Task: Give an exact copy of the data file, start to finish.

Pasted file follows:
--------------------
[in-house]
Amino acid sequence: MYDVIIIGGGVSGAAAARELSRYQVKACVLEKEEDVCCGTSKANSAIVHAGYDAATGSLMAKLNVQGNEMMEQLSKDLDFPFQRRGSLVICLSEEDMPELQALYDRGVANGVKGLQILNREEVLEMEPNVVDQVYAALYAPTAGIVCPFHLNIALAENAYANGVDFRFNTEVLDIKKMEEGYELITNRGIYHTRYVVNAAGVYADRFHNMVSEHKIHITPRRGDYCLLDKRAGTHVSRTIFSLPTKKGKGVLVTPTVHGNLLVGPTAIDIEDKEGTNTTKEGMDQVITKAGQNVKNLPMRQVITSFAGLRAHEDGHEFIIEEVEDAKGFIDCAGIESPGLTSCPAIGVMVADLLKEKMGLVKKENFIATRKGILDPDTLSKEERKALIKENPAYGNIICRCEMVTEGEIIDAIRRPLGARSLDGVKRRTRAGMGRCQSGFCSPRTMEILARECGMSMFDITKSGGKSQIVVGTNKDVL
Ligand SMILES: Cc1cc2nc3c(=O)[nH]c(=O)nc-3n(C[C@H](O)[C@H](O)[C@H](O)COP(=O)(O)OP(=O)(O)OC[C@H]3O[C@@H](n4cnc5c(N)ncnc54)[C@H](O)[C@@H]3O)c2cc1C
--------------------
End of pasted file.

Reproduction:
[in-house]
Amino acid sequence: MYDVIIIGGGVSGAAAARELSRYQVKACVLEKEEDVCCGTSKANSAIVHAGYDAATGSLMAKLNVQGNEMMEQLSKDLDFPFQRRGSLVICLSEEDMPELQALYDRGVANGVKGLQILNREEVLEMEPNVVDQVYAALYAPTAGIVCPFHLNIALAENAYANGVDFRFNTEVLDIKKMEEGYELITNRGIYHTRYVVNAAGVYADRFHNMVSEHKIHITPRRGDYCLLDKRAGTHVSRTIFSLPTKKGKGVLVTPTVHGNLLVGPTAIDIEDKEGTNTTKEGMDQVITKAGQNVKNLPMRQVITSFAGLRAHEDGHEFIIEEVEDAKGFIDCAGIESPGLTSCPAIGVMVADLLKEKMGLVKKENFIATRKGILDPDTLSKEERKALIKENPAYGNIICRCEMVTEGEIIDAIRRPLGARSLDGVKRRTRAGMGRCQSGFCSPRTMEILARECGMSMFDITKSGGKSQIVVGTNKDVL
Ligand SMILES: Cc1cc2nc3c(=O)[nH]c(=O)nc-3n(C[C@H](O)[C@H](O)[C@H](O)COP(=O)(O)OP(=O)(O)OC[C@H]3O[C@@H](n4cnc5c(N)ncnc54)[C@H](O)[C@@H]3O)c2cc1C